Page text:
taken from EPROM (positions 0 to 31) except when magnum or mega fonts are
selected or the /T1 command was issued, in which case they are taken from RAM
(positions 128 to 159).
It must be followed by a single character parameter that can be any standard ASCII
code, whose binary value is masked to leave only the five least significant bits, thus
allowing access to the first 32 positions of the active half of the selected font.
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An alternative way to access the first 32 position of the fonts is to remap them on
extended ASCII codes by selecting one of the international character maps
(typically the IBM map, which is also set by default from factory) or by defining a
custom map by means of the /Y command.
/Tn
The /T command swaps RAM fonts and EPROM fonts, allowing either access to
user-defined characters (RAM fonts) through standard ASCII codes or fast switching
between a “standard” and an “alternate” font, depending on how RAM fonts are
managed.
It must be followed by a single digit parameter that can be 0 (standard ASCII codes
access EPROM fonts and extended ASCII codes access RAM fonts) or 1 (viceversa).
When swapping is activated (/T1 has been issued), the character position,
obtained after translation of the received ASCII character code through the current
character map, is altered by inverting its most significant bit (XORed with 80hex,
128dec), thus exchanging the upper and lower 128 positions of the fonts (respectively
the RAM and EPROM based portion of the fonts).
The command acts at the same time on all font sizes and is temporary, its effect
being lost when the machine is switched off.
Note: this command is ignored when the magnum or mega font is selected, because
these fonts are only based in RAM (they have no EPROM counterpart, unlike the
others). In this case the characters may be accessed either through standard or
extended ASCII codes.
/Umm
/Uddffffffff
The /U command is used to execute a predefined sequence of commands (a
“macro” command) stored in EPROM or on disk (if the printer is equipped with disk
interface).
It must be followed by a 2-characters parameter that, depending on its value, may
be followed by a further 8-characters parameter, having the following meaning:
mm
macro number, 2 digits (allowed values: 00 to 99). If 00 is selected,
then the “status label” is printed, else the corresponding macro
located in the dedicated macro EPROM is executed (if it exists).
dd
disk drive identifier, 2 characters (allowed values: A: or B:). Disk “A:”
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refers to the internal ROM disk located in the program EPROMs, that
contains some factory-defined macros. Disk “B:” refers to the diskette
currently present in the disk drive (assuming the machine is equipped
with the optional disk drive and interface card).
f..f
macro name, 8 characters (allowed values: any valid DOS file name,
with no extension). Of course, only names corresponding to existing
files in the selected drive will be considered valid, otherwise no action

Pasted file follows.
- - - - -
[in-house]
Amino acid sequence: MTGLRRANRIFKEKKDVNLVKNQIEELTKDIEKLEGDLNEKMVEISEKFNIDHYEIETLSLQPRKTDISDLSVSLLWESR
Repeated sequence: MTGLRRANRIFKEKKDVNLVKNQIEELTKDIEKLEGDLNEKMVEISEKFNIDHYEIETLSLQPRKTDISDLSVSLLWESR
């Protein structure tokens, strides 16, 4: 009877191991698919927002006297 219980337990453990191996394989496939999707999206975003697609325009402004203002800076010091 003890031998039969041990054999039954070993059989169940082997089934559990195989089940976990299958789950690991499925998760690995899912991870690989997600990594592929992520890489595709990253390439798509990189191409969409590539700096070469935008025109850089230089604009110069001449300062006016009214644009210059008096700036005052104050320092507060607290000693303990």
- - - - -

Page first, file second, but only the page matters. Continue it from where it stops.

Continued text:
is performed. If the disk file name is shorter than 8 characters, the
macro name must be left-justified and right-padded with blanks.
Macro number 99, if present in the macro EPROM, is automatically executed when
the machine is switched on, just after having printed the “status label” (if enabled)
and before entering the ON-LINE mode: it may be typically used to fill RAM fonts with
predefined custom fonts, so that they are immediately available with no need to
download them from serial line.
/Vssffeppp
The /V command allows set-up of parameters controlling the internal print clock
speed and the nominal amount of energy (black level) used during print.
It must be followed by four parameters having the following meaning:
ss
standard clock speed used during print, two digits (allowed values: 04 to 08,
see table);
ff
fast clock speed used when skipping over white spaces, two digits (allowed
values: 02 to 11, see table);
e
energy level of the printhead, one digit (allowed values: 3 to 7 for the 6 dots/
mm printhead, 2 to 6 for the 8 dots/mm): it represents the number of clock
pulses per cycle in which the printhead is activated and allows coarse setting
of the black level;
ppp power level of the printhead in milliwatts, three digits (allowed values: 550 to
850 for the 6 dots/mm printhead, 400 to 700 for the 8 dots/mm): it determines
the nominal printhead driving voltage at 25º C and allows fine setting of the
black level.
The ss and ff parameters come with a default factory setting of 05 and 06
respectively. Changing these values requires some experience and knowledge
about the possible limitations and risks concerned. Their effect is to change the
internal print clock speed, and thus the width of clock pulses, according to the
following table:
ss or ff value: 02 03 04 05 06 07 08 09 10 11
pulse width (µs): 400 300 200 150 120 100 90 80 70 65
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The printhead cycle time (the time it takes to print one single line of dots) is obtained
by multiplying the pulse width by the first parameter of the /J command; the
printhead pulse duration is obtained by multiplying the pulse width by the e
parameter.
By setting the ss and ff parameters at values higher than the default ones, it is
possible to print at higher speeds, if some degradation of print quality can be
tolerated, but this has an important side effect: if data are sent to the machine while
it is printing, there is an interference (more or less visible depending on print speed
and data rate) consisting in the elongation in the paper feed direction and partial
truncation of the printed text. This is due to the limited processing power of the